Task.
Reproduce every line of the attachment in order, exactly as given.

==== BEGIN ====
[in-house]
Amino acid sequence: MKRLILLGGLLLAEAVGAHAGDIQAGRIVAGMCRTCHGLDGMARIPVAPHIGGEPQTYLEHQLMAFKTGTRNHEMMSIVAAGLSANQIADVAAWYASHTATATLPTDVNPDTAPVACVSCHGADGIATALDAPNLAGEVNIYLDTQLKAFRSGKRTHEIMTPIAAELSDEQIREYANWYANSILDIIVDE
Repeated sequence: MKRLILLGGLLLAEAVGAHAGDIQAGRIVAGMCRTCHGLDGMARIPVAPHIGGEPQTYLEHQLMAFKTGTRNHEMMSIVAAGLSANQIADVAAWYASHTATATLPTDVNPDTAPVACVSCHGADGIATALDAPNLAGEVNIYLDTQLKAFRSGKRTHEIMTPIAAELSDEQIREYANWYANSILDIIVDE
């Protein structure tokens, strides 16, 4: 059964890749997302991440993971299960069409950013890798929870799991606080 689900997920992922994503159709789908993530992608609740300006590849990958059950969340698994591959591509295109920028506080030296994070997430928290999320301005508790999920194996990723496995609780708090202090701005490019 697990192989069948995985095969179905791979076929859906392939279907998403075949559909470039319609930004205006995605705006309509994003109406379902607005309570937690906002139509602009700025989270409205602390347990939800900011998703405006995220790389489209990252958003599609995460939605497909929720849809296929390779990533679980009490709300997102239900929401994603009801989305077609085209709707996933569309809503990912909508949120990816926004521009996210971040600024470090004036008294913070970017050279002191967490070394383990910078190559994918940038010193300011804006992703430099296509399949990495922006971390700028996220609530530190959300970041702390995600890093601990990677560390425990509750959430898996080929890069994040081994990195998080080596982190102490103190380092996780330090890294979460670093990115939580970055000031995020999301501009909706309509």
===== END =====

[in-house]
Amino acid sequence: MKRLILLGGLLLAEAVGAHAGDIQAGRIVAGMCRTCHGLDGMARIPVAPHIGGEPQTYLEHQLMAFKTGTRNHEMMSIVAAGLSANQIADVAAWYASHTATATLPTDVNPDTAPVACVSCHGADGIATALDAPNLAGEVNIYLDTQLKAFRSGKRTHEIMTPIAAELSDEQIREYANWYANSILDIIVDE
Repeated sequence: MKRLILLGGLLLAEAVGAHAGDIQAGRIVAGMCRTCHGLDGMARIPVAPHIGGEPQTYLEHQLMAFKTGTRNHEMMSIVAAGLSANQIADVAAWYASHTATATLPTDVNPDTAPVACVSCHGADGIATALDAPNLAGEVNIYLDTQLKAFRSGKRTHEIMTPIAAELSDEQIREYANWYANSILDIIVDE
């Protein structure tokens, strides 16, 4: 059964890749997302991440993971299960069409950013890798929870799991606080 689900997920992922994503159709789908993530992608609740300006590849990958059950969340698994591959591509295109920028506080030296994070997430928290999320301005508790999920194996990723496995609780708090202090701005490019 697990192989069948995985095969179905791979076929859906392939279907998403075949559909470039319609930004205006995605705006309509994003109406379902607005309570937690906002139509602009700025989270409205602390347990939800900011998703405006995220790389489209990252958003599609995460939605497909929720849809296929390779990533679980009490709300997102239900929401994603009801989305077609085209709707996933569309809503990912909508949120990816926004521009996210971040600024470090004036008294913070970017050279002191967490070394383990910078190559994918940038010193300011804006992703430099296509399949990495922006971390700028996220609530530190959300970041702390995600890093601990990677560390425990509750959430898996080929890069994040081994990195998080080596982190102490103190380092996780330090890294979460670093990115939580970055000031995020999301501009909706309509």